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Everyone's Talking About DoorDash's Sesame Street Super Bowl Ad

The Super Bowl really is the Wimbledon of advertising, and there's objectively no better way of putting that. No figurative holds are metaphorically barred. Heck, a food delivery service might go so far as to hire out the entire cast of a decades-spanning children's television show to team up with one of Broadway's biggest stars just to let viewers know that they can get soup brought to their door.

And that's exactly what the Don Drapers at DoorDash decided to do. Their ad makes use of the classic Sesame Street song "The People In Your Neighborhood" as its anchor, an absolute banger of a track that first hit public television screens in 1969, written by "I Love Trash" and "Rubber Duckie" scribe Jeff Moss. The ditty gets going thanks to Big Bird, who, now over 50 years old, still can't just let people enjoy a meal in peace. Running across Hamilton's Daveed Diggs, he starts asking hard questions about the superstar's food delivery, and Diggs immediately walks the oversized avian in a different direction, in all likelihood hoping to avoid a situation where he's swarmed by seven-foot birds like a picnicker on the beaches of Skull Island.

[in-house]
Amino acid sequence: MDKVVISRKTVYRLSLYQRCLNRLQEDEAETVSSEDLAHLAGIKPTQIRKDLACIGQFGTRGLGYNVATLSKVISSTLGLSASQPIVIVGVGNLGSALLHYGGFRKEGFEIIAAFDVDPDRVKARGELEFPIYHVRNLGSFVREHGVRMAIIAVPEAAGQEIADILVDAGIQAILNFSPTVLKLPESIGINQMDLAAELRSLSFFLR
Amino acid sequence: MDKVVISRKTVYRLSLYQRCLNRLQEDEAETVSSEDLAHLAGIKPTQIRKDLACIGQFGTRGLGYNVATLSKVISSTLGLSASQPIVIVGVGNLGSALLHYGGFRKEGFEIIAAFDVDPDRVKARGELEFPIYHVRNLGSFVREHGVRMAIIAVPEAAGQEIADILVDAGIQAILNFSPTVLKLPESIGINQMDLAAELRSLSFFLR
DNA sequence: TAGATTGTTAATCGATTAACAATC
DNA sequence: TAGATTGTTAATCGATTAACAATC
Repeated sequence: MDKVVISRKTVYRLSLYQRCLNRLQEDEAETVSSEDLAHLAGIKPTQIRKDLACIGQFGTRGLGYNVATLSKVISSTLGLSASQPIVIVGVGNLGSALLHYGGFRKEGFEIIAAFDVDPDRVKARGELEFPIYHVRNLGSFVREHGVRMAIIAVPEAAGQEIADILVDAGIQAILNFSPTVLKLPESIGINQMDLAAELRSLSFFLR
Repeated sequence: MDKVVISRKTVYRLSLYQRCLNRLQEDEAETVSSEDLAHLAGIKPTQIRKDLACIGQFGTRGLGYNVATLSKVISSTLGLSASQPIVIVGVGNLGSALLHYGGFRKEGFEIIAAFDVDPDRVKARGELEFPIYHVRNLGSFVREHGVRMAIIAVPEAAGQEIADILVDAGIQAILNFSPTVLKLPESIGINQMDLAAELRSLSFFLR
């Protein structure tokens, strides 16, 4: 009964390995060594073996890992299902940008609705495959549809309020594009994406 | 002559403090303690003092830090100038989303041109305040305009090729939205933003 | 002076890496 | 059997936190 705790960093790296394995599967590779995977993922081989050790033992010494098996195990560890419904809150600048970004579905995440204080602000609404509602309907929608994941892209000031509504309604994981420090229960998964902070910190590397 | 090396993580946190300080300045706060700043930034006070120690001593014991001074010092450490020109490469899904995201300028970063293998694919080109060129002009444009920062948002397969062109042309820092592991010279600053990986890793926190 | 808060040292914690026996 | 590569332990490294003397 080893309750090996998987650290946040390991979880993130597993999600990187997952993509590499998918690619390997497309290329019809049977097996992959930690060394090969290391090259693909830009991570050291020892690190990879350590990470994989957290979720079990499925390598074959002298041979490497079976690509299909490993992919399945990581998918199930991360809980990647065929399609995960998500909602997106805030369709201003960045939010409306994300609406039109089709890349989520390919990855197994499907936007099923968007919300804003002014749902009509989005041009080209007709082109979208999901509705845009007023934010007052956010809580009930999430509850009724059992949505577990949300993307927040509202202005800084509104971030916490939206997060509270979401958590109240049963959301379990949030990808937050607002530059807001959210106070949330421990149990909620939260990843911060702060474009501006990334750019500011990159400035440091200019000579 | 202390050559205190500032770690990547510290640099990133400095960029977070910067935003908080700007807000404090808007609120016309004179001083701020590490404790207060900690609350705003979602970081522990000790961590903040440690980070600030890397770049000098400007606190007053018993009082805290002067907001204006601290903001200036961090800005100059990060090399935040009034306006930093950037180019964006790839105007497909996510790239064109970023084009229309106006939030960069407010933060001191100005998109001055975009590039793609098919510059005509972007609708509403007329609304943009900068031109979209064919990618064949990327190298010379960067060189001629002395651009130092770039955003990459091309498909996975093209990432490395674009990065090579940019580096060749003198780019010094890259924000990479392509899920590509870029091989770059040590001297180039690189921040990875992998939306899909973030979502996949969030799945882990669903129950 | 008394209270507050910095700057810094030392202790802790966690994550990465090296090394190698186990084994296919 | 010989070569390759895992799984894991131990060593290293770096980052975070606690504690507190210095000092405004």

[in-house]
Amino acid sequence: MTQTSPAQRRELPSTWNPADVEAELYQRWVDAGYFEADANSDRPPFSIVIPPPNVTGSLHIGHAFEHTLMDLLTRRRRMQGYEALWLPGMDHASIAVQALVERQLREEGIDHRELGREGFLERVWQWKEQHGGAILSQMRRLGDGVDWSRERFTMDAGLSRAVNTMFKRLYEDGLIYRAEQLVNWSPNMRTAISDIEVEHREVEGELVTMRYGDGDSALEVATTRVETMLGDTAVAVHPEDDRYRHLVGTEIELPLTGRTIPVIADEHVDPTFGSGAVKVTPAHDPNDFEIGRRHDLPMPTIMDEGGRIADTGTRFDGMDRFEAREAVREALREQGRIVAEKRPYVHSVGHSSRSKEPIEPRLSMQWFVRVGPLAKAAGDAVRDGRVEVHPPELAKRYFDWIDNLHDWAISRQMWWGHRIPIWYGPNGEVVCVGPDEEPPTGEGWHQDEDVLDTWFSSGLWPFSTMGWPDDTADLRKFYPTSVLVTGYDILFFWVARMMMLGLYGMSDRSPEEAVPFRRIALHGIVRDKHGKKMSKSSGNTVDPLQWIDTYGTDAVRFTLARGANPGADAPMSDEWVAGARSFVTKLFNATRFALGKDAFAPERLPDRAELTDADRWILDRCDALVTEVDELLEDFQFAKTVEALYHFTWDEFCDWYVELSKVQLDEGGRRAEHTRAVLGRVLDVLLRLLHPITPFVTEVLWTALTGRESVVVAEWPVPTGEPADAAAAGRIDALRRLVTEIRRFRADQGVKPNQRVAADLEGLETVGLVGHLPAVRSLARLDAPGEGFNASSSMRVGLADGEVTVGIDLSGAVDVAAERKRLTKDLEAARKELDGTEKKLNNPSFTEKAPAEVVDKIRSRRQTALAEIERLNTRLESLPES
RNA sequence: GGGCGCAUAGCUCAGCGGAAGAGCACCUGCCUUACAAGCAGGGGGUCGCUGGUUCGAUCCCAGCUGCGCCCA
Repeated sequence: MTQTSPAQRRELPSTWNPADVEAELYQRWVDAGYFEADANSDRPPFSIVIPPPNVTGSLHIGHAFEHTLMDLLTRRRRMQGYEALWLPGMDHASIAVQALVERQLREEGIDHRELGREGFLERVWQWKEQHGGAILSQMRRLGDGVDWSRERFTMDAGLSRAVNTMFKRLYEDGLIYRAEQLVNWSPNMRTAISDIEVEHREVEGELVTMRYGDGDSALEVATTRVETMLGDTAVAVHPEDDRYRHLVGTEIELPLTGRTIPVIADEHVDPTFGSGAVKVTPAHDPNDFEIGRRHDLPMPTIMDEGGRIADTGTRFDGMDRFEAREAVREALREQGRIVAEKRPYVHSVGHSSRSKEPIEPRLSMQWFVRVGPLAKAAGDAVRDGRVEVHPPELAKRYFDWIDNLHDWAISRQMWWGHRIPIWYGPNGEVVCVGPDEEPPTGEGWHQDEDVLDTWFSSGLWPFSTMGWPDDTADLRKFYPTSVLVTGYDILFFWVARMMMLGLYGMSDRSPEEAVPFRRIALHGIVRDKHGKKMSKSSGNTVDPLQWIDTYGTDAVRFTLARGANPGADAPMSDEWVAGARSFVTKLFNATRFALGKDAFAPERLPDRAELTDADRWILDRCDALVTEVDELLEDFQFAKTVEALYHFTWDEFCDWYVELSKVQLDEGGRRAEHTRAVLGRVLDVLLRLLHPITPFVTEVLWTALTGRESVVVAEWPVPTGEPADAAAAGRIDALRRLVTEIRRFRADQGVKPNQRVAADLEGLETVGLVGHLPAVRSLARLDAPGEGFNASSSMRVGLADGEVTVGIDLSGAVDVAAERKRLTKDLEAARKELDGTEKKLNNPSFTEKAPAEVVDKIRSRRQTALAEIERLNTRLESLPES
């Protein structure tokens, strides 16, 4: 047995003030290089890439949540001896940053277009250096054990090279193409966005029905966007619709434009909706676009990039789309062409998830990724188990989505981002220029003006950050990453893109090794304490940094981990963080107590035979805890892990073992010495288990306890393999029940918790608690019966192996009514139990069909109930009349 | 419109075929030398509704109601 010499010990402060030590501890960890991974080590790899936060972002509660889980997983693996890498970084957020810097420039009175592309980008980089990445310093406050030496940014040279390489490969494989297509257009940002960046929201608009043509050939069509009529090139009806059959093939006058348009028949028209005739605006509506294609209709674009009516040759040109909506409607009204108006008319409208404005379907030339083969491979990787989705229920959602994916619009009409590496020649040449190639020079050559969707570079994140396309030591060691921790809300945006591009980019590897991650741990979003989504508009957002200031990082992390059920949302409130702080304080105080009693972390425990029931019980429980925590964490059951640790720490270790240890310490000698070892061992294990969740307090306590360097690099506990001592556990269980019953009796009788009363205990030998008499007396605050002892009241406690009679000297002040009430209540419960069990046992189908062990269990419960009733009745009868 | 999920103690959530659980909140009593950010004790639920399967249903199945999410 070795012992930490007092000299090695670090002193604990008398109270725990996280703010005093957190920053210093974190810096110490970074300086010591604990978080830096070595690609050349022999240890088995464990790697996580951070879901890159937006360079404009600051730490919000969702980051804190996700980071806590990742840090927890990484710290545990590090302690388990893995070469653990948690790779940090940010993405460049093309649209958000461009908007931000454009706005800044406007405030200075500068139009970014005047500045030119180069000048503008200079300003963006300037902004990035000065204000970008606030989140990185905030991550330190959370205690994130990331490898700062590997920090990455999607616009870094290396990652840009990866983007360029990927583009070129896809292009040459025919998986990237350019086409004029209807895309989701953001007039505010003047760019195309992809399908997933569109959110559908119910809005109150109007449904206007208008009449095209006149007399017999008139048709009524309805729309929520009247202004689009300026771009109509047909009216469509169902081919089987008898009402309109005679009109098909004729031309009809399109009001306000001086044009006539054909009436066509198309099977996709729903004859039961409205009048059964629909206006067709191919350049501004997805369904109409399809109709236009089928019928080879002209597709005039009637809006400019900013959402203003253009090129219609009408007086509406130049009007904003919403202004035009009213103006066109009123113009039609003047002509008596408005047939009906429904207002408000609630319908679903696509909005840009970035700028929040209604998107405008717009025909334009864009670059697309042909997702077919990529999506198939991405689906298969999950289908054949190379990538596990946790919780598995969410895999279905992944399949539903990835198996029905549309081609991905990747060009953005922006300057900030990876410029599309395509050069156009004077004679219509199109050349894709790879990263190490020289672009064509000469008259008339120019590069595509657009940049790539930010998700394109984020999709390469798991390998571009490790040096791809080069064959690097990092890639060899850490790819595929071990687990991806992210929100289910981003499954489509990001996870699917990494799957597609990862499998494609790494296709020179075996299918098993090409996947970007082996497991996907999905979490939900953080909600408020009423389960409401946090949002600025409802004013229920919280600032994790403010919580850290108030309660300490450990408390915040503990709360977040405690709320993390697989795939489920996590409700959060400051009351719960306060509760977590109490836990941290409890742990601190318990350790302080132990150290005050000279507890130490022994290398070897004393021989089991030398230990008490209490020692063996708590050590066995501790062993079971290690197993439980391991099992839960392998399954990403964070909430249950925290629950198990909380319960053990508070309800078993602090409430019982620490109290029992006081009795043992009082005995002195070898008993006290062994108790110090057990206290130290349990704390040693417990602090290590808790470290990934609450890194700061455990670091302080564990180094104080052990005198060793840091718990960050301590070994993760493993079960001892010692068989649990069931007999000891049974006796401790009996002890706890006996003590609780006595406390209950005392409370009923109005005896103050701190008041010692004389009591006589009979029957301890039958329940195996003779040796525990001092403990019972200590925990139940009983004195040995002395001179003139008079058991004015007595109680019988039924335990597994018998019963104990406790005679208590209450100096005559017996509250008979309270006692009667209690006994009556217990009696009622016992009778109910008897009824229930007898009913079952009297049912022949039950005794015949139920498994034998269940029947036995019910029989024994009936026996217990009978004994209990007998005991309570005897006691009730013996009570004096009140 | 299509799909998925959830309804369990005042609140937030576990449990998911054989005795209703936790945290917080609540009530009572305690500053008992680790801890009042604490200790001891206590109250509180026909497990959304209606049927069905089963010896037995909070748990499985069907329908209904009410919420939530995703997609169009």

DoorDash's big game spot immediately drew the reaction one expects when enough puppets sing about delicious meals on a big enough stage: Twitter went bananas ... or, at least, considered ordering some.

DoorDash makes it easier than ever to get sometimes foods

Fan reactions to the DoorDash Sesame Street ad hit social media hard and fast enough to sweep the clouds away. "Daveed Diggs AND Sesame Street!? I'm unashamedly bopping to this DoorDash commercial," wrote one Twitter user. "My Hamilton loving teen was crying out Lafayette while my 8 yr old was crying out Cookie Monster," tweeted another. "Cookie cookie cookie cookie om nom nom," wrote one Sesame Street alumnus, though this may have been unrelated.

All of which is burying the lede. The collaboration between DoorDash and the Sesame Street gang also heralded the arrival of a charitable program in which the delivery service donated a dollar to the Sesame Street Workshop non-profit for every order made, theoretically, between February 7 and 9, "up to $1 million." As the official Sesame Street Twitter page was quick to point out, that arrangement hit its fiscal ceiling at roughly the same time that the commercial aired – a million bucks buys a lot of Slimey the Worm puppets, so this is a big day for the people in your neighborhood.

Also, did anyone else notice that Daveed's food was gone when he got back to his front door? Who would take someone's meal when it's only been sitting there for less than a minute? Not to point an accusatory finger, but the guy selling 8s has trouble written all over him.